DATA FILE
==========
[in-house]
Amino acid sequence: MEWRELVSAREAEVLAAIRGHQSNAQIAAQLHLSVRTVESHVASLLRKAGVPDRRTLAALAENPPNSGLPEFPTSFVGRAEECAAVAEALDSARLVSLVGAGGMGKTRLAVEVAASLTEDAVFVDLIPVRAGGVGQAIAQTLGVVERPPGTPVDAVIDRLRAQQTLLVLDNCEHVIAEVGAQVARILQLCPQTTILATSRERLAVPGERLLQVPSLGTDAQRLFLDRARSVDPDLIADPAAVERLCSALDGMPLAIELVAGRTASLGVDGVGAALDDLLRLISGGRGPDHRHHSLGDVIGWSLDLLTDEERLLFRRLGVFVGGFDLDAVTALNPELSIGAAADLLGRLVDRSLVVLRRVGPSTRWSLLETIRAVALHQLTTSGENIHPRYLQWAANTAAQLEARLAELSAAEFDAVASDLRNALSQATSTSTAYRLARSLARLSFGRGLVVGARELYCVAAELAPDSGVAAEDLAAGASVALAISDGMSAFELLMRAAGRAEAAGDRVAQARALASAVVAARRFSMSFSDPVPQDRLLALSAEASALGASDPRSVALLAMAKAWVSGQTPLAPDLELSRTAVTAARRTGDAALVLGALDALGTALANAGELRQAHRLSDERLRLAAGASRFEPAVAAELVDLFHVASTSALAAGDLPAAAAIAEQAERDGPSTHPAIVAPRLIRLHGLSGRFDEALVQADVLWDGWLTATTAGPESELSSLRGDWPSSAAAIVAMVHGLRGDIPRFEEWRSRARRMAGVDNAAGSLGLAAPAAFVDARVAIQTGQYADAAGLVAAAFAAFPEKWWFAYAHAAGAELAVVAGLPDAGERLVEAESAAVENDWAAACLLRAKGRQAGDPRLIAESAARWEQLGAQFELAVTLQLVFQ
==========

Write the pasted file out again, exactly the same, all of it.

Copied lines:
[in-house]
Amino acid sequence: MEWRELVSAREAEVLAAIRGHQSNAQIAAQLHLSVRTVESHVASLLRKAGVPDRRTLAALAENPPNSGLPEFPTSFVGRAEECAAVAEALDSARLVSLVGAGGMGKTRLAVEVAASLTEDAVFVDLIPVRAGGVGQAIAQTLGVVERPPGTPVDAVIDRLRAQQTLLVLDNCEHVIAEVGAQVARILQLCPQTTILATSRERLAVPGERLLQVPSLGTDAQRLFLDRARSVDPDLIADPAAVERLCSALDGMPLAIELVAGRTASLGVDGVGAALDDLLRLISGGRGPDHRHHSLGDVIGWSLDLLTDEERLLFRRLGVFVGGFDLDAVTALNPELSIGAAADLLGRLVDRSLVVLRRVGPSTRWSLLETIRAVALHQLTTSGENIHPRYLQWAANTAAQLEARLAELSAAEFDAVASDLRNALSQATSTSTAYRLARSLARLSFGRGLVVGARELYCVAAELAPDSGVAAEDLAAGASVALAISDGMSAFELLMRAAGRAEAAGDRVAQARALASAVVAARRFSMSFSDPVPQDRLLALSAEASALGASDPRSVALLAMAKAWVSGQTPLAPDLELSRTAVTAARRTGDAALVLGALDALGTALANAGELRQAHRLSDERLRLAAGASRFEPAVAAELVDLFHVASTSALAAGDLPAAAAIAEQAERDGPSTHPAIVAPRLIRLHGLSGRFDEALVQADVLWDGWLTATTAGPESELSSLRGDWPSSAAAIVAMVHGLRGDIPRFEEWRSRARRMAGVDNAAGSLGLAAPAAFVDARVAIQTGQYADAAGLVAAAFAAFPEKWWFAYAHAAGAELAVVAGLPDAGERLVEAESAAVENDWAAACLLRAKGRQAGDPRLIAESAARWEQLGAQFELAVTLQLVFQ